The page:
An Interview With Greg Hughes, Wi-Fi Sync Developer

We’ve covered Wi-Fi Sync previously, a simple app that lets you sync your iPhone, iPod Touch, and now iPad, without needing to plug in. The app and its developer, Greg Hughes, got a bit of attention because of Apple’s rejection. I recently had the opportunity to interview Hughes and discuss some of the details with his app, the app store rejection, and his feelings on Cydia.

Something I wondered about when we first learned about the app — and realizing there was no way Apple was going to allow it up in their app store — was the number of sales lost by being only being available to jailbroken phones. Hughes agrees that the volume would have likely been higher on iTunes, but sales exceeded his expectations on Cydia. He goes on to say that despite the lower number of customers on Cydia, there’s an advantage with the jailbreak community. “Lots of apps on the App Store fade into obscurity,” says Hughes, but on Cydia there are far fewer apps to compete with.

This probably rings even more true with the price Hughes set for Wi-Fi Sync. Not a lot of iPhone apps have faired well when the price goes above $3, and yet Wi-Fi Sync dares to be $10. “I also think that there’s a somewhat bizarre expectation that mobile apps should cost a fraction of the price of desktop apps,” Hughes said. The iPad has started to push the prices of apps upwards, but it’s been a slow process wrought with one-star reviews.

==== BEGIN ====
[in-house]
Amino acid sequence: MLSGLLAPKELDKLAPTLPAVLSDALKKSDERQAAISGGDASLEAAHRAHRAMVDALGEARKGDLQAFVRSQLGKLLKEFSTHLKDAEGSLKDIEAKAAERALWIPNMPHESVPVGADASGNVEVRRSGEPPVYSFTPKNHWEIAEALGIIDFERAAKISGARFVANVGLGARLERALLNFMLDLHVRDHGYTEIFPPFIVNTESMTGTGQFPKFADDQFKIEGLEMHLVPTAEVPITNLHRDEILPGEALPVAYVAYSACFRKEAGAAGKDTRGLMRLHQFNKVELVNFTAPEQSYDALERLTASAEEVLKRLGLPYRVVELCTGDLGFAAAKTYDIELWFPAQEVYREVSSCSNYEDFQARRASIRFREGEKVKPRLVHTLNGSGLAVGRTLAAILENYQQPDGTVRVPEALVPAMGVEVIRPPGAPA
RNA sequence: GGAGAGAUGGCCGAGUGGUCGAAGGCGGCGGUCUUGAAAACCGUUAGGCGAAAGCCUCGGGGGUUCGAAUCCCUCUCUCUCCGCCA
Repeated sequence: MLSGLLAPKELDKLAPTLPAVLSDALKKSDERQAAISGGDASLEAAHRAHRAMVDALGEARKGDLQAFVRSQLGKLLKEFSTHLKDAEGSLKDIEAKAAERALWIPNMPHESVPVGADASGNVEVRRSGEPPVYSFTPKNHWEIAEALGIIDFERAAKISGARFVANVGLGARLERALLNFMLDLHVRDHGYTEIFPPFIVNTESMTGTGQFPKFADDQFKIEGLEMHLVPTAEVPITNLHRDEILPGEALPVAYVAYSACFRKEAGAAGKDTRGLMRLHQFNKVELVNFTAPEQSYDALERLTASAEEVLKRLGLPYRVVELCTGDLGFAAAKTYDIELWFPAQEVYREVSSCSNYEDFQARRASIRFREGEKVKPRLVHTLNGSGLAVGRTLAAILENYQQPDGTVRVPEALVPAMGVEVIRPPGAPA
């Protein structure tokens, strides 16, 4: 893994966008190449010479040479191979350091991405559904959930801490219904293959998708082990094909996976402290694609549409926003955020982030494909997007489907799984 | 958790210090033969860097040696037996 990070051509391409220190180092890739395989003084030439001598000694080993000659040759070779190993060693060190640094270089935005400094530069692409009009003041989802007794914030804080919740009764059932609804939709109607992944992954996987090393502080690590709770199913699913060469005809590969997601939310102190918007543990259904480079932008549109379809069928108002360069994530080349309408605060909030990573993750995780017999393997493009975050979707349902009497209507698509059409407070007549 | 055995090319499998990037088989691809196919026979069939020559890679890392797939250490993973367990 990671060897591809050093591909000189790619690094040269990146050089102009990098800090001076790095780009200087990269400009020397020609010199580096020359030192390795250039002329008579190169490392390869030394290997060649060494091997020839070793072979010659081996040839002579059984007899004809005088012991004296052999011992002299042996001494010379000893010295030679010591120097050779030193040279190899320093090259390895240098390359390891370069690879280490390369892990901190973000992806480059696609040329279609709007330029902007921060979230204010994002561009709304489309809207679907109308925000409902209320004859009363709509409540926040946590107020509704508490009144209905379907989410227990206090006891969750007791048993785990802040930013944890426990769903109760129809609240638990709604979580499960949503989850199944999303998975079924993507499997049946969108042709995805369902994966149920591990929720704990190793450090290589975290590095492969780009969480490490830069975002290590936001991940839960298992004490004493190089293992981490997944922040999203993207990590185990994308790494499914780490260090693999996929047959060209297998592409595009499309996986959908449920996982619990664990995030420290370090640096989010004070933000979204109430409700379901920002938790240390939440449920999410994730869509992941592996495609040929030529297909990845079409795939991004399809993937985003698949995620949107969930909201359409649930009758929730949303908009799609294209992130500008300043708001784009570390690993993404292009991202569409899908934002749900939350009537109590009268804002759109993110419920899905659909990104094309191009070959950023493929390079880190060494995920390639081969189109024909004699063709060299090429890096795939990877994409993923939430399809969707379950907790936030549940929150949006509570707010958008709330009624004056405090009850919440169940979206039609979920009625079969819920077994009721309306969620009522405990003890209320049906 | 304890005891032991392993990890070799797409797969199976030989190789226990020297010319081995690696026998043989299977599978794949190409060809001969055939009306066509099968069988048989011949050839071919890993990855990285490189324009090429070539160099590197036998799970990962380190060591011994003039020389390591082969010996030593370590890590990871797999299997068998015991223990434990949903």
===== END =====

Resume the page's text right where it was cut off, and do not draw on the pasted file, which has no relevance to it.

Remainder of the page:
But being rejected by Apple really played well into his marketing plans. Prior to submission, Hughes did well letting the public be aware of the app. By the time he received word of the rejection, he unknowingly had the press on his side. “I was surprised that news of the app spread so quickly and reached mainstream news organizations such as the BBC.” Not bad for being a self-professed one man band.

So what was the problem with the app according to Apple anyway? “The issue was with the app as a whole. Basically they weren’t prepared to allow an app that subverts the security net that’s typically enforced on apps, regardless of the method used (as my method doesn’t use any private APIs – just public APIs in an unintended manner).”

When I asked Hughes about future apps, he says he has a few ideas but nothing concrete yet. So in the meantime we’ll be keeping on eye on this developer to see what else comes our way.

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